It shows atmospheric haze and the curvature of the planet in the same picture as stark terrain features. (It's a real image; not a reconstructed 3D visualization.) The Hillary Montes break into the limb (skyline) near the top of the image.
Since this is near sunset and hence very dark, maybe they chose one of the panchromatic filters to admit as much light to the detector as possible.
Another possibility is that researchers didn't think there was any scientific value in capturing the image through multiple filters and rather saved the limited on-board memory for some other data.
I've downloaded all the mission LORRI and MVIC raw files, and I know "by eye" that MVIC isn't near as good resolution as LORRI.
Edit: after checking the linked file, then yes, this version must be an upscaled MVIC image (I saw an almost 7k by 3k image and immediately thought of LORRI). Yet, there are same views from the LORRI instrument, which are far more detailed.
EDIT: Based on this, I think you might have just gotten the two cameras confused :)
> LORRI is a simple camera to understand -- it's point and shoot. It is black-and-white, with a square detector, 1024 pixels square, over an extremely narrow field of view of 0.29 degrees....Sometimes, to keep file sizes small and improve signal in low light situations, you can bin LORRI images 4x4, so the resulting pictures are 256 pixels square. That's pretty much it for LORRI....
> MVIC is quite different from LORRI...The detector is 5024 pixels wide, of which 5000 are actually photoactive, so its images are 5000 pixels wide by an arbitrary number of pixels long.
But yeah, going over the files at the time this MVIC image was generated, LORRI took a few (very) close up images but it doesn't have any one having such a large field of view (since MVIC is not as magnified, then it's able to take such widefield images).
Edit: And after a lot of searching, I found the image: nh-p-mvic-3-pluto-v3.0/data/20150714_029918/mp2_0299181722_0x530_sci.fit.
By the way, I'm glad you threw me into this search. Having found this specific image gave me a few good ideas to work over them again, with new things I've learned since the last times I visited them.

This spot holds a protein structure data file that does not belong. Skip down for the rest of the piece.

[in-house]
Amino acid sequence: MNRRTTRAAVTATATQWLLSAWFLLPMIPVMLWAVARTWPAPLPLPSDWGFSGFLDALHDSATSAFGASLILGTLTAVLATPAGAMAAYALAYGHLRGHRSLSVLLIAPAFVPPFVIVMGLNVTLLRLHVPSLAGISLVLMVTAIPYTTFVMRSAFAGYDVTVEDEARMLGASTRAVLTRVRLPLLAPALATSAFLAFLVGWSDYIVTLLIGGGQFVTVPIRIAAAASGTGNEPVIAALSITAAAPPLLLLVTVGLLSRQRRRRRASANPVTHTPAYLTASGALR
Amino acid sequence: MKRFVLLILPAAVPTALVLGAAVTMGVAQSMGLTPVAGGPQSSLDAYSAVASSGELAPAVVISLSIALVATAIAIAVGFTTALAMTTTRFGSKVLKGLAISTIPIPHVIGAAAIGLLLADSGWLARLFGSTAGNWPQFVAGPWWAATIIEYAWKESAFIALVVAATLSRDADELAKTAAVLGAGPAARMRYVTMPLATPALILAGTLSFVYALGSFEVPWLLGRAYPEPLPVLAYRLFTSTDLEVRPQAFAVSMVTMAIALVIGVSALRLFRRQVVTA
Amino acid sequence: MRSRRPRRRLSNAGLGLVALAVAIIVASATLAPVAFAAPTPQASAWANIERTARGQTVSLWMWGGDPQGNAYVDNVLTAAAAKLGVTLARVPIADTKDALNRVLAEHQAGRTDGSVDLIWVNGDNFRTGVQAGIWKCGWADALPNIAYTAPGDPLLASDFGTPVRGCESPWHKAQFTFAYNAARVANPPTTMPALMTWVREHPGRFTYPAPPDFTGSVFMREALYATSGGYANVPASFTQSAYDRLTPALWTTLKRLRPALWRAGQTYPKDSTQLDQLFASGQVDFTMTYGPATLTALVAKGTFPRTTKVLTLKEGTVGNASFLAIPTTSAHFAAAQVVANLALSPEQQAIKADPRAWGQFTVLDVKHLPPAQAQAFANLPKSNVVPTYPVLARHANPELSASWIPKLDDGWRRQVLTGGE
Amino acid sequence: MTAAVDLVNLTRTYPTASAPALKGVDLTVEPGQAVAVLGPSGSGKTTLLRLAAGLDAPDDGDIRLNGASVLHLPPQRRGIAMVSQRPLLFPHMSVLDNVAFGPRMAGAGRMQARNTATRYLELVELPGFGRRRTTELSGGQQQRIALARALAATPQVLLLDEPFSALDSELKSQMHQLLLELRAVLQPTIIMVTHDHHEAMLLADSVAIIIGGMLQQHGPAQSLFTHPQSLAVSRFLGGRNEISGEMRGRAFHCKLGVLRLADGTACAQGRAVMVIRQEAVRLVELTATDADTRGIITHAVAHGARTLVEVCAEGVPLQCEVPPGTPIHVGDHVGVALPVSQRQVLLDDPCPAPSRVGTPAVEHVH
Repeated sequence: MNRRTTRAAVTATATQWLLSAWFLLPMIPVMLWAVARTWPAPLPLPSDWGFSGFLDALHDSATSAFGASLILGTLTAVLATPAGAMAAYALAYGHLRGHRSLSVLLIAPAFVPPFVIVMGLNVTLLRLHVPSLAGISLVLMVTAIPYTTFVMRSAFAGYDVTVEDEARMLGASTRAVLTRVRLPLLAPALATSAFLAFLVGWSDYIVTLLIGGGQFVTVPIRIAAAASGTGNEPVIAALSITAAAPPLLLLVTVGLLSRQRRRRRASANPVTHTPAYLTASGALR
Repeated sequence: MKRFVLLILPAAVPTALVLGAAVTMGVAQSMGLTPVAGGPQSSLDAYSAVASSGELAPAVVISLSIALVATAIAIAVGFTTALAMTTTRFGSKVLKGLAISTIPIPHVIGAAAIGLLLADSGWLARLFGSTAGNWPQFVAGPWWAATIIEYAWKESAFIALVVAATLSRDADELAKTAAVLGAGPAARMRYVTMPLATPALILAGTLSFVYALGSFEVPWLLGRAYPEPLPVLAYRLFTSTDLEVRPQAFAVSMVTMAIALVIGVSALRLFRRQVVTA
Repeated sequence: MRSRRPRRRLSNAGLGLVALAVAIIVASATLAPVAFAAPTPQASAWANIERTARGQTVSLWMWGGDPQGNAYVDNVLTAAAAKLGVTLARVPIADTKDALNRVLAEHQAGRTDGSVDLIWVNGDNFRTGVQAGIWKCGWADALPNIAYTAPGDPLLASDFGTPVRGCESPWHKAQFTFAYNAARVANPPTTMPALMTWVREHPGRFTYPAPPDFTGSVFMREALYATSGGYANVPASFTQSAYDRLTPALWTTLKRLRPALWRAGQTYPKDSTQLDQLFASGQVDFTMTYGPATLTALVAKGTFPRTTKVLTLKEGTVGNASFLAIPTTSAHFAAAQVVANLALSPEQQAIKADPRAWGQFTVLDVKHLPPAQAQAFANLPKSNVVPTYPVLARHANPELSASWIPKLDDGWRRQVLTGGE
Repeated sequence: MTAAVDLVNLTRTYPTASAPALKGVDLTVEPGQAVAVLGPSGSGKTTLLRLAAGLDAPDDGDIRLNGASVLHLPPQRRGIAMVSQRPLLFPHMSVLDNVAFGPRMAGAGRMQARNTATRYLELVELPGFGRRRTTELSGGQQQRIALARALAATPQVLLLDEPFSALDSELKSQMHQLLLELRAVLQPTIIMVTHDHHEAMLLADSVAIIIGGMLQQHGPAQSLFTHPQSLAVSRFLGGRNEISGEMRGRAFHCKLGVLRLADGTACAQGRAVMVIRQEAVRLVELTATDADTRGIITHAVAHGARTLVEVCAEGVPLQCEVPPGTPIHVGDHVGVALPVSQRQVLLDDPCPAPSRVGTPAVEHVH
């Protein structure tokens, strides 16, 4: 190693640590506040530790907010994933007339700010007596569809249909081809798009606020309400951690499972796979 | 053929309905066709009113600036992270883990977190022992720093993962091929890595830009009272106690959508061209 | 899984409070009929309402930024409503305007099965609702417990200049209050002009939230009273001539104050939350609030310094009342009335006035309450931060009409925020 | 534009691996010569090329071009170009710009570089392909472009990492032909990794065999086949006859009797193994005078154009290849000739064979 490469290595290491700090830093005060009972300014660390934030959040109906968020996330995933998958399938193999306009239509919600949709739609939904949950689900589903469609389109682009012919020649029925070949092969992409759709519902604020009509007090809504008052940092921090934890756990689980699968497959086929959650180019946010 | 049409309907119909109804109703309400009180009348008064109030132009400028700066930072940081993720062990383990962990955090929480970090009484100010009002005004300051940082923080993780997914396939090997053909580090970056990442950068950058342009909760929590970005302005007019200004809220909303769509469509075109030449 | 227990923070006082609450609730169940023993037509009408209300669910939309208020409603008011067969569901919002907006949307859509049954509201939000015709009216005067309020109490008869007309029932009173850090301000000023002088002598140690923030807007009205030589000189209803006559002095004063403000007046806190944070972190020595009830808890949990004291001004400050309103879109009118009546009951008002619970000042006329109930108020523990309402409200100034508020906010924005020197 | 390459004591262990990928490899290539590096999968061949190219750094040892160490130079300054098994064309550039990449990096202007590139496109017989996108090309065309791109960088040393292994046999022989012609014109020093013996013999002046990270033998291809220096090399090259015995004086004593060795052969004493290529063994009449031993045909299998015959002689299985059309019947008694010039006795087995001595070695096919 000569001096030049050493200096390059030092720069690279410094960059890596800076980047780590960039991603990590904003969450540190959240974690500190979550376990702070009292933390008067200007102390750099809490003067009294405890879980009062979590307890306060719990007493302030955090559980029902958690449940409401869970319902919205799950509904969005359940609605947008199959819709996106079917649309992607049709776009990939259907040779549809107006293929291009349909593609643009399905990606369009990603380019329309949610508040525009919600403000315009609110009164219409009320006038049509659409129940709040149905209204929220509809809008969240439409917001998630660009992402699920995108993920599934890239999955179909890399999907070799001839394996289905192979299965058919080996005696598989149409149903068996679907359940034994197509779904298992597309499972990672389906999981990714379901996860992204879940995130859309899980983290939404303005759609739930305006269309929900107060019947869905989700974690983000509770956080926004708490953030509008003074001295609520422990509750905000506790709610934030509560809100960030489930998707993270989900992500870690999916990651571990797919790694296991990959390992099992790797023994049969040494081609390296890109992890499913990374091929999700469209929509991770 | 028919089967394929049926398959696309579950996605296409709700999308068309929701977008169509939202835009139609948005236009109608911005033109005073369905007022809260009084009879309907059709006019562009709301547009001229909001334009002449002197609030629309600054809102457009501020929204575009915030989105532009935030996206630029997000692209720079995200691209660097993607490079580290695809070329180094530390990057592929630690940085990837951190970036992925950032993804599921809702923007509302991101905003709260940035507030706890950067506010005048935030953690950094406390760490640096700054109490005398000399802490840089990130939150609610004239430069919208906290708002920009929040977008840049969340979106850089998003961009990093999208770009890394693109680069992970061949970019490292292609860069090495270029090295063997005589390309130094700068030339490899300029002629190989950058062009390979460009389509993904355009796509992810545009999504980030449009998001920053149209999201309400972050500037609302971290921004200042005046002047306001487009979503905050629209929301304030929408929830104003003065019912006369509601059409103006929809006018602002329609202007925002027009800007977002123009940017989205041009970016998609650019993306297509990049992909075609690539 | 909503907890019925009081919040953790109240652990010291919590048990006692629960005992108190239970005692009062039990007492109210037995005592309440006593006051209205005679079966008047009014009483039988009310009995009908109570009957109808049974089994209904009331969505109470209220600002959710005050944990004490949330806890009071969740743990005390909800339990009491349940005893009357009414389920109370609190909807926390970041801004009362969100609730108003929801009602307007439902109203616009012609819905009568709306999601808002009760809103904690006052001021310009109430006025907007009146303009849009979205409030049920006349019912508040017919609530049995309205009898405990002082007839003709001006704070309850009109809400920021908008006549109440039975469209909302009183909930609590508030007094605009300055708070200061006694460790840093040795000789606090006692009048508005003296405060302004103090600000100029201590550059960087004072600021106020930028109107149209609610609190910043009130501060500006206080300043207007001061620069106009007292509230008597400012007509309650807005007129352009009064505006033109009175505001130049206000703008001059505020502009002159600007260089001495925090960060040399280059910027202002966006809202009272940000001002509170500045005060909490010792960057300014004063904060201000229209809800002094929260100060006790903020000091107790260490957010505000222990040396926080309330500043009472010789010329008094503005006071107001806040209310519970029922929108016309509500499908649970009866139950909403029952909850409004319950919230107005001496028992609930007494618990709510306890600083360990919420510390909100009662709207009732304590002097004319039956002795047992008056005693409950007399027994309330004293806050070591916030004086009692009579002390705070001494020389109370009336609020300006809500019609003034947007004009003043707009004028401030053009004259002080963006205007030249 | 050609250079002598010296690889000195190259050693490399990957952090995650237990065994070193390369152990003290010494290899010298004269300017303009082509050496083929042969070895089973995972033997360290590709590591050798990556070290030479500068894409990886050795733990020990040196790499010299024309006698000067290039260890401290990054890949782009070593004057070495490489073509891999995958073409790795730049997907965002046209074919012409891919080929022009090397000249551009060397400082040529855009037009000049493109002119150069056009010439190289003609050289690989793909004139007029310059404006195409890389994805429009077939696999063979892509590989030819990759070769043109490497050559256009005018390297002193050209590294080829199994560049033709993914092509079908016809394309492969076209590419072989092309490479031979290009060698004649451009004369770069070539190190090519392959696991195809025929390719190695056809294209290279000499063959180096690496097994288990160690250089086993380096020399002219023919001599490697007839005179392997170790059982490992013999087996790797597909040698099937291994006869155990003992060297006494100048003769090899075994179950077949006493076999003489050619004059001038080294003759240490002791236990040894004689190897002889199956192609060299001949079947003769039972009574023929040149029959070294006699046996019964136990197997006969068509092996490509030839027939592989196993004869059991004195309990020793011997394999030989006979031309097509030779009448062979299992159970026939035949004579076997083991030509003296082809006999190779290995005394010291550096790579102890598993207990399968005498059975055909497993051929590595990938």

> Question: If MVIC is New Horizons' color camera, why is this image black-and-white?
> Answer: Either because only one channel was used to take this image, or because they have only received one channel's worth of data on the ground. To make a single color image, you have to downlink three photos, one each from three different channels; in other words, color images take three times as much data as black-and-white ones. As a matter of fact, New Horizons team member John Spencer has confirmed that only the panchromatic channel was used for this photo, because of the limited time and demands on the spacecraft during closest approach. If they were shooting in color, they wouldn't also be able to do as much with LORRI at the same time.
In 2017 some astrophysicists met to discuss a possible orbiter mission:
They've also discussed a Charon lander, but seem to be now preferring an orbiter with a complex dual-object orbit.
In 2017 they decided to firm up the plan so they can make a formal proposal at a 2020 meeting where NASA decides what it wants to do over the next decade. So we likely will hear a lot about how this would work next year.
Pluto on average travels 4.7 km/sec or 16,800 km/hr.
New Horizons, on a 9 yr mission to arrive, was traveling 50,700 km/hr as it passed Pluto. So it was going much faster than Pluto, however it was passing almost orthogonal to Pluto's trajectory.
It seems an orbiter would want to arrive using some complex slingshot mission around various solar system objects, and taking a catch up trajectory that approaches Pluto more tangentially to its orbit rather than orthogonally.
That seems more doable than when I first balked at this. Since gravity assist/slingshots can be used to slow down as well as speed up perhaps it zooms out there fast, then slingshots to nearly meet the speed and direction of Pluto, meeting up with it at its orbital path sideways and only needing a small correction at the end to insert itself into orbit.
Pluto's orbital period is 248 years. If you aim to match its velocity when you arrive, the journey takes a significant fraction of those 248 years. Compare Mars, where the orbital period is 22 months, and a Hohmann transfer orbit takes 9. A similar trajectory to Pluto would be on the order of 80 to 90 years.
It's not just about the magnitude of the speed vector, it's also the direction. To match and orbit Pluto, you need that 4.7 km/sec to be tangent to the sun. You need to start out slow enough so that your radial velocity can fall to zero by the time you get there. You can't apply more radial velocity to get there faster, either by launch or slingshot, if there isn't equivalent fuel or mass to decelerate you; you'll overshoot as New Horizons did.
I can't read the space.com article about the orbiter mission, but a lander concept was proposed in 2017. Their idea was to use aerobreaking with a giant inflatable balloon, using New Horizon data on atmosphere density as a guideline for the maneuver: